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February 25, 2010

Bart Trojanowski
jukie
Bart's Blog
» pimped out zsh prompt

Here is yet another update to the series. I've updated my git prompt again, now using the zsh 4.3.7 built in vcs_info module. This time the motivation came from Zsh Prompt Magic article. Here is what it looks like now:

zsh git prompt

Everything is now self contained in one file: S60_prompt. Grab it and source it into your zsh config.

The features are:

  • name of current branch,
  • git repo state (rebase, am, bisect, merge, etc),
  • markers indicating staged/unstaged changes,
    • little 1 after branch name indicates dirty working tree,
    • little 2 after branch name indicates staged changes,
  • highlight depth decended into the repository on the right,
  • show failure of commands via prompt background change,
  • show command/insert mode when using vi mode (set -o vi).

[Read More]

January 16, 2010

Bart Trojanowski
jukie
Bart's Blog
» running really nice

Everyone that uses the shell eventually learns about nice -- the tool that runs a process at a reduced priority. Well, there is also ionice that allows you to tweak processes from taking over all disk IO.

I added a vnice() function into my ZSH config so I can run or mark processes for lower priority for both nice and ionice levels.

[Read More]

June 10, 2009

Bart Trojanowski
jukie
Bart's Blog
» how would you read a file into an array of lines

I was working on a shell script that needed to look at some lines in a bunch of files and perform some data mining. I started it in bash, so I am writing it in bash even though dave0 notes that I should have started in in perl. Point taken... I suffer for my mistake.

After a quick google I learned that a nice way to do what the topic of this post describes can be done using

    IFS='
    '
    declare -a foo=( $(cat $file) )

Which is great! Right?

[Read More]

June 9, 2009

Bart Trojanowski
jukie
Bart's Blog
» tiding up the PATH

I have previously noticed that loading up the list of application available in $PATH took a long time in wmii-lua. I recently found out that it was related to me having multiple duplicates in my zsh environment.

To clean this up I added the following to my zsh configuration:

    typeset -U path cdpath manpath fpath

This removes duplicates from the PATH, CDPATH, MANPATH, and FPATH environment variables.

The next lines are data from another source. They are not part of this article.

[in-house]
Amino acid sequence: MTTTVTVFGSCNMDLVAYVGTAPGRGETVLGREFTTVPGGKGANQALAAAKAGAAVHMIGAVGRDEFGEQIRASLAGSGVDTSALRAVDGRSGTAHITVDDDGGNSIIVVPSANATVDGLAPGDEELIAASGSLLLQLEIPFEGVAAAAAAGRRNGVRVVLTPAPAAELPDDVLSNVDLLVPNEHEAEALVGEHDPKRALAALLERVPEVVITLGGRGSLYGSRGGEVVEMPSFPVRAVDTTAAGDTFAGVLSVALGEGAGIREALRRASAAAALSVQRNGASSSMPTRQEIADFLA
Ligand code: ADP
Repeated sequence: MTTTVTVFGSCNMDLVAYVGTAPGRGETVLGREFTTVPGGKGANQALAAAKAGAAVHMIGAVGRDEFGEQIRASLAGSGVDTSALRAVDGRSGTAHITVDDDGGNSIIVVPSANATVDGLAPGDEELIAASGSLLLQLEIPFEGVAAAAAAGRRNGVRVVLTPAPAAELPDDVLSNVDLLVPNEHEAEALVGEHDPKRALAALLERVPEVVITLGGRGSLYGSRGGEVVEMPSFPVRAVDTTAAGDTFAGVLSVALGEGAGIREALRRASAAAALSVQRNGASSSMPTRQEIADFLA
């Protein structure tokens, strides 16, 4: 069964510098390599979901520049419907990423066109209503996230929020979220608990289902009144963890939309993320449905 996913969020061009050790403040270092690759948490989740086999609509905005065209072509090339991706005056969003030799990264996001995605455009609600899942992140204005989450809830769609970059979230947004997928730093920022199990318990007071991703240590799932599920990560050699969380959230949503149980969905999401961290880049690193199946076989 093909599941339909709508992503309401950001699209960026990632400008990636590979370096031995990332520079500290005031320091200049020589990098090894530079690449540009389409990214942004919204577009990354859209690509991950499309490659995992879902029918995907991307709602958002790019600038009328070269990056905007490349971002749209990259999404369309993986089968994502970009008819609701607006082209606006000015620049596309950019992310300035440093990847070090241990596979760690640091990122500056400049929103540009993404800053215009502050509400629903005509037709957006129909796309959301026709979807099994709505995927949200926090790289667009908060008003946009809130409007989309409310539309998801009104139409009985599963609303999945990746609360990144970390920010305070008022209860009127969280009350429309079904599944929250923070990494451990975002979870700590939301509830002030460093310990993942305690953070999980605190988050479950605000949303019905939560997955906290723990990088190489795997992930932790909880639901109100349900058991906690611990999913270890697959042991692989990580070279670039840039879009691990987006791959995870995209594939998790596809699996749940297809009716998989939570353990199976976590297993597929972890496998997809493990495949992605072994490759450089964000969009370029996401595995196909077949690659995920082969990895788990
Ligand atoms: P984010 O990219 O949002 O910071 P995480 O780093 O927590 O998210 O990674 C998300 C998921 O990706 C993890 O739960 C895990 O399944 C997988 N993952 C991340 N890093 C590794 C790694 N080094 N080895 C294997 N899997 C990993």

Well, technically it removes duplicates from the path, cdpath, manpath, and fpath arrays; but these are treated special and updating them automatically generates their respective :-delimited environment variables.

Zsh rocks!

May 10, 2008

Bart Trojanowski
jukie
Bart's Blog
» show current git branch on zsh prompt (2)

NOTE: This post has been updated (again).

I previously wrote about showing the git branch name on the zsh prompt. Caio Marcelo pointed out that it didn't work very well because the git branch was being queried before the command was executed, and it should be after to catch git commands that change the branch, like git branch and git checkout.

He was right, here is a repost.

[Read More]

May 9, 2008

Bart Trojanowski
jukie
Bart's Blog
» show more git info on zsh prompt

This is my third post on the topic. I have harshly assimulated MadCoder's configuration. Here is my new zsh prompt:

zsh git prompt

[Read More]

March 21, 2008

Pythian
pythian
» Saying What You Mean

Ah, the perils of working in a shared, client environment. One client has us using a login that is not exclusive to us. I prefer using bash; the client is set to use zsh. This is not a problem in and of itself.

However, there is a section in the .profile that is causing me issues:

if [ -f /usr/bin/ksh ]; then
        /usr/bin/ksh -o vi
        exit
fi

So, “If ksh exists, run it with some options to edit history with vi-like commands”. Except what we really want is “If you’re using the ksh as a shell, . . . .”

So I added a modification, and now all is fine.

if [ -f /usr/bin/ksh ]; then
        if [ "$SHELL" = "/usr/bin/ksh" ]; then
                /usr/bin/ksh -o vi
                exit
        fi
fi

(not all my problems are MySQL related!)

January 7, 2008

Bart Trojanowski
jukie
Bart's Blog
» screen -c relative path bug

I must have recently upgraded to a new screen. My screenrc file was using the chdir directive so that the windows started inside would have a PWD I wanted them to. As soon as I tried to reconnect the screen session would die.

    screen -x
    Unable to open "screenrc"

I was able to find the bug on savannah that described the symptom quite well.

I then wrote a wrapper zsh function which fixes the problem:

    REAL_SCREEN=$(which screen)

    # convert the path passed via the -c parameter to an absolute one
    screen() {
            local max=$((${#argv}-1))
            for (( x=1 ; x<=$max ; x++ )) ; do
                    local flag="${argv[$x]}"
                    if [[ "x$flag" = "x-c" ]] ; then
                            local y=$(($x+1))
                            local word="${argv[$y]}"
                            if [[ "x${word[1]}" != 'x/' ]] ; then
                                    argv[$y]="$PWD/$word"
                            fi
                    fi
            done

            echo ${REAL_SCREEN} ${1+"$argv"}
            ${REAL_SCREEN} ${1+"$@"}
    }